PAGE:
A visit to the weekly French market is the best way to buy food. But don’t be fooled into thinking it is just about fish and meat, fruit and vegetables. Because it’s also most certainly about the people and their passion for the produce they are selling. It is an experience not to be missed and it is also one that simply cannot be hurried.
Take a beautiful warm sunny day, an extremely pretty French village, and a pottery market; mix it all together and you get a great recipe for a perfect Sunday morning in late September; this is just how we spent last Sunday in the village of Mornac-sur-Seudre.
We have passed the signs to the village numerous times on our way to Royan; I had even at some stage over the summer looked it up and discovered that it is listed as one of France’s most beautiful villages in the guide Les plus beaux villages de France. Yet, as is so often the way, we had never taken the detour and never visited. However throughout September I had seen big signs locally advertising a Marché de Potiers (pottery market) in Mornac over the weekend of September 26th and 27th. Now, all markets, whether they be food-orientated, crafts, wine or antiques, are like a red rag to a bull for me, and I made a mental note that we had to visit! Fortunately Roddy and the children all share my enthusiasm for adventure and so last Sunday after our usual struggle to get everyone plus two dogs out of the door in a timely fashion we drove our well-travelled route in the direction of Royan and for the first time ever we took a strange right-hand turn half way there and headed to the little village of Mornac-sur-Seudre.
The village is an old fishing and commercial port which today focuses more on oyster farming and the salt produced by its marshes and it made the most perfect setting for the Marché de Potiers. Many stalls had all been set up along the river with potters from throughout the south-west of France.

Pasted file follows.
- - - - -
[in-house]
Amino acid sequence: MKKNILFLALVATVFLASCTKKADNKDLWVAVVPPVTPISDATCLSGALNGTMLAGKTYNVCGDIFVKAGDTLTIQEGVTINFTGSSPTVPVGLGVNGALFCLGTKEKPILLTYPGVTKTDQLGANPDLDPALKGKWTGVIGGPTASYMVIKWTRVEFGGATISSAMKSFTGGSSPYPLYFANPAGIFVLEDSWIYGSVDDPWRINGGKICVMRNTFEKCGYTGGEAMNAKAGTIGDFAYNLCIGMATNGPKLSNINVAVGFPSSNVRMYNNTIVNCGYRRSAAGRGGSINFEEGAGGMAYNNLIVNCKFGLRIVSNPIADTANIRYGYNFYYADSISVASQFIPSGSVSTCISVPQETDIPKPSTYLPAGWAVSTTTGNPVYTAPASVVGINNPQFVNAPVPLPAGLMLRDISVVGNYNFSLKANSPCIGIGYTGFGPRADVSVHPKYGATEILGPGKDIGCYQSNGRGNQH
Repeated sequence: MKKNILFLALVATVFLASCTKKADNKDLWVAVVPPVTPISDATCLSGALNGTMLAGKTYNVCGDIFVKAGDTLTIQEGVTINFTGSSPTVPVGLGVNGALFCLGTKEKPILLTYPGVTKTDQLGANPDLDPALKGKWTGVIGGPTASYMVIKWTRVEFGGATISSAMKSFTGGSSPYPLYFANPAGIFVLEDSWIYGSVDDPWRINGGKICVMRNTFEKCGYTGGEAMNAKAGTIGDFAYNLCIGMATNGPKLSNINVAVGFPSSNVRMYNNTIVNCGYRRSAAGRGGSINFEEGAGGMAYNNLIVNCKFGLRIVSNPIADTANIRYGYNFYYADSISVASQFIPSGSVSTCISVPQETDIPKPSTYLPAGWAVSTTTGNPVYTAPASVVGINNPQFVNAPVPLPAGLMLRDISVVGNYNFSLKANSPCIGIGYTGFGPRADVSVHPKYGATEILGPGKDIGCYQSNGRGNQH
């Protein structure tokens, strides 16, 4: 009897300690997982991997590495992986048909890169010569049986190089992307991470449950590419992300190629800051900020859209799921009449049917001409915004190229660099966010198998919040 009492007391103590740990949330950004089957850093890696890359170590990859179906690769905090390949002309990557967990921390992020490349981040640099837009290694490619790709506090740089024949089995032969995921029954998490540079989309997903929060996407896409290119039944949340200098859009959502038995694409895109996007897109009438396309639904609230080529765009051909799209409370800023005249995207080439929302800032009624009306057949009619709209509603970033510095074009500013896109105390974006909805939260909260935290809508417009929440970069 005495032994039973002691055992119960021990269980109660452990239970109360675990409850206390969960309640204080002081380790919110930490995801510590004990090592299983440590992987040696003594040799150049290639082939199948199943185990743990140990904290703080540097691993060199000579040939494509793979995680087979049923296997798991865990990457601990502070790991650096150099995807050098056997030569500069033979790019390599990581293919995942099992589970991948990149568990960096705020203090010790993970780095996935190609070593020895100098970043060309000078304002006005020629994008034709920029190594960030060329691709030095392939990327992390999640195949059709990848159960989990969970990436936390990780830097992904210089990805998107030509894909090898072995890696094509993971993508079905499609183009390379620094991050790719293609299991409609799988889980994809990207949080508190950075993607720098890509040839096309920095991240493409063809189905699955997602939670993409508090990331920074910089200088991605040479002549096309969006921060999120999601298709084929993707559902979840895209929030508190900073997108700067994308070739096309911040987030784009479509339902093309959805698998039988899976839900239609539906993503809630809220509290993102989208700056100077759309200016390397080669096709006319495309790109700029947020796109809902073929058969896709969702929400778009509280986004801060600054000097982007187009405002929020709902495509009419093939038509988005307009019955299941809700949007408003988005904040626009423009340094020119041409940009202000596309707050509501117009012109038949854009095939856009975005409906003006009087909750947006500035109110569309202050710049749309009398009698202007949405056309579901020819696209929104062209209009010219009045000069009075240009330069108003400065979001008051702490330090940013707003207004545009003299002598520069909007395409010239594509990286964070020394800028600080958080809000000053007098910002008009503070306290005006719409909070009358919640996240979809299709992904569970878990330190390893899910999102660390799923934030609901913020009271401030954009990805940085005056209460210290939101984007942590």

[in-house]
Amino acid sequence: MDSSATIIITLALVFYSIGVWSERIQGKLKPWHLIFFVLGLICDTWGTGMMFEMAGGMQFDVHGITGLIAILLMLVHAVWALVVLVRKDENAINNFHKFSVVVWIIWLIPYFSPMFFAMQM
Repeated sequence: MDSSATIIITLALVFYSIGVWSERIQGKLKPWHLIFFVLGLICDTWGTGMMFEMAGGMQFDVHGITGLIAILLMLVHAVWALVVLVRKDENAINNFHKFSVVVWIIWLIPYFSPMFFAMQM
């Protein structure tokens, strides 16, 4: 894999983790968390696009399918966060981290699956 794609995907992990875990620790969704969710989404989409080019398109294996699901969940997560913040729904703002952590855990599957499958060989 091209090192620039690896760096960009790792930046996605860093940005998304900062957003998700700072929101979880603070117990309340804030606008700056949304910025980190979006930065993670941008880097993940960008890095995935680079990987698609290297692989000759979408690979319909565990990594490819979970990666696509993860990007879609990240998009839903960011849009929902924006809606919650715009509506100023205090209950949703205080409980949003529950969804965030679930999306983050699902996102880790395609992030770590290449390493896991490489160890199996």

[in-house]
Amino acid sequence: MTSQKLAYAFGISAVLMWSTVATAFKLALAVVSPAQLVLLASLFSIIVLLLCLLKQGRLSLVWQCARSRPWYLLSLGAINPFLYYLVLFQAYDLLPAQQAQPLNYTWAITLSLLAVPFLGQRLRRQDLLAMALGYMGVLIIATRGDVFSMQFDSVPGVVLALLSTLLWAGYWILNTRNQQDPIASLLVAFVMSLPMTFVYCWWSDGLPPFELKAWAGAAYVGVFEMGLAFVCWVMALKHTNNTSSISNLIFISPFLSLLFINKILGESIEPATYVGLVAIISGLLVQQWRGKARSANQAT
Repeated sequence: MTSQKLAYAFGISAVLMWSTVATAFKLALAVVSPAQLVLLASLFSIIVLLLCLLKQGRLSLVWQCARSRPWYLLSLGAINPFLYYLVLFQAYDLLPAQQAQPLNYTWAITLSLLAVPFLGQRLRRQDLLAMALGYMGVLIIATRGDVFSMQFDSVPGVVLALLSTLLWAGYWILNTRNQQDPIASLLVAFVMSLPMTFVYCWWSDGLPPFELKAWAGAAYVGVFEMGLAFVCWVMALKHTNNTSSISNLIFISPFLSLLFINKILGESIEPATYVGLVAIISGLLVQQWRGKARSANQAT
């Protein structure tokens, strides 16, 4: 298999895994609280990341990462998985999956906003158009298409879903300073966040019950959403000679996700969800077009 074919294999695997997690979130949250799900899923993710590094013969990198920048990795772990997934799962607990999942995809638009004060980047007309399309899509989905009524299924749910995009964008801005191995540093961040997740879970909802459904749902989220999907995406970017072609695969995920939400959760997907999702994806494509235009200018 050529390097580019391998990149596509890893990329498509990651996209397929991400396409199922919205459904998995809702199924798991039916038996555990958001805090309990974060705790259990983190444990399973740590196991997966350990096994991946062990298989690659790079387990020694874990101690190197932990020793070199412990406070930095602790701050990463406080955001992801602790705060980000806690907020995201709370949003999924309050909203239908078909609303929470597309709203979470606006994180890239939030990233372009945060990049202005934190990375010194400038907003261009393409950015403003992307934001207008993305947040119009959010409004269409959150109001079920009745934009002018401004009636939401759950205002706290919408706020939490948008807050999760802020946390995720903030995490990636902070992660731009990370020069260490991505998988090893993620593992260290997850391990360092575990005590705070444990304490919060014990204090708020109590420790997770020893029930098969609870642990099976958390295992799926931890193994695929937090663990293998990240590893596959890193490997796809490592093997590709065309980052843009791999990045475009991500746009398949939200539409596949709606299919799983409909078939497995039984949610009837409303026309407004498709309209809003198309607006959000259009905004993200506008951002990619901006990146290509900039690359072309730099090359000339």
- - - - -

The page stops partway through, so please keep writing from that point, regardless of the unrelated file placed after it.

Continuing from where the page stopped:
The atmosphere was almost like a giant party; a long table had been set up in the middle of the market for people to sit and eat their picnics of local produce, all washed down with many bottles of local wine. To be truthful, this is something the French excel at, and there is little quite as convivial as a French gathering en-masse at lunchtime in the open air. Elsewhere restaurants were starting to fill up as the lunchtime hours got under way, and it was hard to choose exactly where to eat and what to eat; local savory crêpes seemed like a good light lunch but then it’s hard to turn down the local tradition of Moules Frites !
Away from the market we wandered through the narrow streets which were a classic example of a Charente Maritime coastal village; hidden away here and there amongst the white painted houses with their green or blue shutters were several little artisan shops. There was a jeweler or two, a leather-smith, painters, a glass-blower, a fine porcelain artist and a wonderful house of curiosities that we lost Roddy to for half an hour. We had no idea where he had gone but when he re-emerged into the sunshine he was gabbling about shrunken heads, golden cowries and stuffed hippos. I think we will have to go back to check on that one !
I love the atmosphere in all the villages here; there is nothing threatening, everywhere feels very safe, and time passes at an unhurried and leisurely pace.
It was very low tide but we promised ourselves we would return when the water was higher; it’s possible to rent kayaks and explore the local marais so we have tentatively put aside one weekend and will return before winter sets in. We left with a brace of new china pieces, and a bevy of very contented smiles. It was a very self-satisfied drive home….